Morning kick start: Sendai Market
Situated an easy five-minute walk from Sendai station sits one of the city's best morning spots, Sendai Asaichi, aka Sendai's morning market, also colloquially known as the "Kitchen of Sendai." Overflowing with local vendors selling some of the best produce in the city, this 100-meter (328-ft) long shopping strip is actually where a lot of the local chefs do their shopping for their creations later that night. Pop in and taste some freshly caught tuna, or grab a selection of fruits for your breakfast. The vendors here have something for everyone.
Travel back in time: Sairi Yashiki
Unofficially titled the most highly recommended town in the southern corner of Miyagi, Sairi Yashiki is well worth exploring even if you have just a passing interest in the prefecture's rich and fascinating history. Located in the center of the shopping district of Marumori, this house and its surrounding land were once owned by a wealthy merchant family of the Tohoku region. Wander through the building site and learn all about the area's history displayed through carefully collected artifacts and historical documents populating the exhibition space.
The cutest place on earth: Zao Fox Village
Arguably one of the area's most famous tourist hot spots is Zao Fox Village, and once you go there you'll understand why. Populated by a variety of energetic and incredibly cute foxes, this snow capped open enclosure is home to six different fox breeds that are definitely not shy. Get up close and personal with the excitable furry locals and take pictures until your phone runs out of battery. As well as foxes there are a number of other animals that call the village home, but it’s the cheeky foxes that are the main attraction.
The boat ride you’ll never forget: Abukuma River Cruise
One of the area's most stunning natural sites is Abukuma River, the second longest river in Tohoku and one of Miyagi's main transport routes up until the beginning of the Showa Period (1926-1989). During different periods the river carried many different things. During the Edo Period (1603-1868), it was a rice highway, while during the Meiji Period (1868-1912) it was used to carry timber and stones. Today you can learn all about the river's history and ride the "imo-ni boat" from September 1 until November 30.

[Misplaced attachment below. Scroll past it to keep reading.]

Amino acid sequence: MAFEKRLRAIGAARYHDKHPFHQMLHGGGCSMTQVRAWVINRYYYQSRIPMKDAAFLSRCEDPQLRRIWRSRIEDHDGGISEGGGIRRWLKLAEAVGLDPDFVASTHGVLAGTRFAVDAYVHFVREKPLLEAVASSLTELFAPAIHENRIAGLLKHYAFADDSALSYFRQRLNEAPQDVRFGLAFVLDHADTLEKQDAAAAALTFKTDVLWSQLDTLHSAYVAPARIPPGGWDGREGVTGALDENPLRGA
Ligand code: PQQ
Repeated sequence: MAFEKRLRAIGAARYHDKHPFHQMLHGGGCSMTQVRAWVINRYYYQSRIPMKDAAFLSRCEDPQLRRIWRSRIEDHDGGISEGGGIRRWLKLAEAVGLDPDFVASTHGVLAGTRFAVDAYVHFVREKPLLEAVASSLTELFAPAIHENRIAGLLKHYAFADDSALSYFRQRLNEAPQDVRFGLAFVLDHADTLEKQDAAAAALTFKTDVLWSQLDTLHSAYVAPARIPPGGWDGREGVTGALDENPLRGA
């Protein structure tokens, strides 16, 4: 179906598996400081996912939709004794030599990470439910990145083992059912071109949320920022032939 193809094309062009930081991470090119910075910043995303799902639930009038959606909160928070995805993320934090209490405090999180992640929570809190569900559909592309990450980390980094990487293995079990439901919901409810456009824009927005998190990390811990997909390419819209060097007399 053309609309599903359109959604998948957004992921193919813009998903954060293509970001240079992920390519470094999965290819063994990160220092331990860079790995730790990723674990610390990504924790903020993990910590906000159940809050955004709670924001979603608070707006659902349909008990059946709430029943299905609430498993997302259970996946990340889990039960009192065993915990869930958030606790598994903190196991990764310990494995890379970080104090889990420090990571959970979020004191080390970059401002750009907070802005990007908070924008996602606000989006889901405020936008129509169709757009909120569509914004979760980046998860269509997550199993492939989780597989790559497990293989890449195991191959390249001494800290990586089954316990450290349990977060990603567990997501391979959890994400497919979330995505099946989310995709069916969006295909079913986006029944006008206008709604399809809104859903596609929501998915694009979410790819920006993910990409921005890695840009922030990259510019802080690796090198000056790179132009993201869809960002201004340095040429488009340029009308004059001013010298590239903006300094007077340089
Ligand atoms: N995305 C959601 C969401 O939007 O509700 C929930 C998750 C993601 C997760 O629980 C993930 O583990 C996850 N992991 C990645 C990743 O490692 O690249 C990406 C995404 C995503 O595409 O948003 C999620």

Imo-ni is a popular traditional style soup commonly eaten in Miyagi, and it's from this which the boat gets its name. Sail down the river and eat imo-ni while soaking up the natural beauty of the area. Also when winter draws close the tour turns into a snuggly kotatsu (heated table) boat.
The spiritual heart: Shiogama Shrine
Situated in the heart of Shiogama City is Shiogama Shrine, a Shinto shrine expected to be around 1,200 years old. Considered to be one of the more important spiritual sites in the area, a getaway to Miyagi isn't complete without a visit here. In spring, this pocket of the city is one of the best places to view cherry blossoms with over 300 trees spanning 35 different species scattered around the grounds. And in autumn, the grounds transform into fiery shades of red and burnt orange. Known as the protector of fishermen and safe childbirth, the shrine is home to a number of local events including a festival that celebrates the salt making industry for which the town is named (Shiogama translates to salt furnace).
The romantic hideout: Sendai AER Tower
If you want to get a fully comprehensive view of Sendai, then head straight to AER Tower in the city center. This local secret is known as a popular date spot with its impressive view of the sparkling city lights below and hidden atmosphere. Situated right at the top of the AER building, access to the lookout is completely free and overs full panoramic views of the city below.